Tuesday, May 29, 2007

Using Google Docs to Promote 2.0 "Lite"

There is something so much less threatening about saying that I will create a web-based document through Google, than, let's just say, using a wiki. For some reason, even though both can be manipulated online by the individuals who log on with ID's, the docs seem easier to share. This summer, I will be attempting to use Google Spreadsheets to organize and manage my volunteers during the Summer Reading Program. So far, GD has been a lot more low-key. Perhaps because the formating looks a lot like programs others are used to, GD just doesn't cause the same sort of waves that wikis and blogs do. We'll see how this goes. So far, spreadsheets have be fabulous online, but difficult to print out. I promise to keep you updated.

For the average person, I've been offering Google Docs as an alternative to Microsoft Word. Since our library's public computers are not loaded with Office products on them, I wondered if GD would help fill this void. So far, for people who are already web-savvy, it seems to be working. In fact, they are quite excited when they realize that Google automatically saves their documents as they work, and they can access it from anywhere. For people like me who are always jumping from one computer to the next, this flexibility has been perfect. I just hope that the clunkiness is worked out a bit. Cutting and pasting can be a pain, and for some reason, I can only edit the entire cell at once. Perhaps I am doing something wrong, but I've looked for other ways around this, and I cannot quite find it.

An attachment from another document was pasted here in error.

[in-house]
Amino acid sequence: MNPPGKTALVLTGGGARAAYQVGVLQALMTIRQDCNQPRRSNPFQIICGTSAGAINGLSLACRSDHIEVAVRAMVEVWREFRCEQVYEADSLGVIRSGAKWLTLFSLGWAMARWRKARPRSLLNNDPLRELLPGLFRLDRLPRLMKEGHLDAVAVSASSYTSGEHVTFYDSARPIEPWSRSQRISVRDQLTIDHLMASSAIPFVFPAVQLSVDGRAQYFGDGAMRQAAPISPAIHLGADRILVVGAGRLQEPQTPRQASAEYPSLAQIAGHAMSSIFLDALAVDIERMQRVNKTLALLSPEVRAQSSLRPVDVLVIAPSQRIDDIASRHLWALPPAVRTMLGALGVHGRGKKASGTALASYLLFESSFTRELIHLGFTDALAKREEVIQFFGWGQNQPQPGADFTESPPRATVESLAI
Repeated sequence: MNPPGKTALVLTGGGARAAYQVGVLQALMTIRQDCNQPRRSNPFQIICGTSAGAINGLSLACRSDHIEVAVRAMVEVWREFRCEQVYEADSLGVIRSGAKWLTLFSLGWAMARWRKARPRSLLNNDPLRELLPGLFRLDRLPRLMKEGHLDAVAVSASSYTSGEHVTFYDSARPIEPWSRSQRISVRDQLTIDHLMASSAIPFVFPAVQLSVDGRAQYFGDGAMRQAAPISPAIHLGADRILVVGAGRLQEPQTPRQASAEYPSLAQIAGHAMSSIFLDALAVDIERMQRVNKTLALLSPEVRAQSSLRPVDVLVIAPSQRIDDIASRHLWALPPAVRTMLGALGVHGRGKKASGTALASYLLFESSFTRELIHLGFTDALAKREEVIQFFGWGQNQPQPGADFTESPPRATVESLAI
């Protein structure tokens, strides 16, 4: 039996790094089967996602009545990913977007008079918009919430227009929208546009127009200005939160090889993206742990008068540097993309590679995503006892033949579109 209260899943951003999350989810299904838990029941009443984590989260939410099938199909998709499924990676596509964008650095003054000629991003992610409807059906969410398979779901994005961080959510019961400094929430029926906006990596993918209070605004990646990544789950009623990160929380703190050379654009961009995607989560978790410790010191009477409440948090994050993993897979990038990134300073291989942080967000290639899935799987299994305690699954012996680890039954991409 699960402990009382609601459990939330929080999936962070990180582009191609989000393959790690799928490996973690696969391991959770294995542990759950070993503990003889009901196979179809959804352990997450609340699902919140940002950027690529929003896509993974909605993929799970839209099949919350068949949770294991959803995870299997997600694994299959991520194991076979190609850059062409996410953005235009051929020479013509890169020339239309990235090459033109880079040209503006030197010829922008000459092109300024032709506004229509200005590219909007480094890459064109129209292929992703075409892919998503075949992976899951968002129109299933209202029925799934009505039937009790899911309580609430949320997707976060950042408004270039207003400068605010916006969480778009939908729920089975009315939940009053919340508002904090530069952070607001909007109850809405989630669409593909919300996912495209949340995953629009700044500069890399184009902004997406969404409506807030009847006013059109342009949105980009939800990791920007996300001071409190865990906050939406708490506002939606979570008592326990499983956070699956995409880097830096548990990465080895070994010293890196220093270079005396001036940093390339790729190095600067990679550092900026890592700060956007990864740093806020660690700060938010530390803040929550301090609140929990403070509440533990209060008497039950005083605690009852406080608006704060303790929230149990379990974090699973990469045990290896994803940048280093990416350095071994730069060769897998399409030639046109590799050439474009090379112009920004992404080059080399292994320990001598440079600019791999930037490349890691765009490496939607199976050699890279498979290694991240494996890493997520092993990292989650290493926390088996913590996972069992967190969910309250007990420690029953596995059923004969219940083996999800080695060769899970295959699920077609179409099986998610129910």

And on another note...

YA book of the day (for my class): Boy Meets Boy by David Levithan
BMB was like Weetzie Bat meets Stargirl. After reading the back cover, I expected to read a slap-stick comedy about a slightly over-the-top high school, and instead, it was very human, and beautifully written. According to Publisher's weekly, "(BMB is) Suffused with humor and heart, this recording is bound to get listeners thinking about what it means to just be yourself and truly embrace tolerance." And Booklist states, "Though at times arch and even precious, this wacky, charming, original story is never outrageous, and its characters are fresh, real, and deeply engaging." I say: "This was the Brokeback Mountain of teen fiction--I didn't care whether the characters were gay, straight, bi, or trans, I just really wanted them to find a small bit of happiness." I missed this book when it was first published, so I'm glad that it turned out to be required reading for me.

No comments: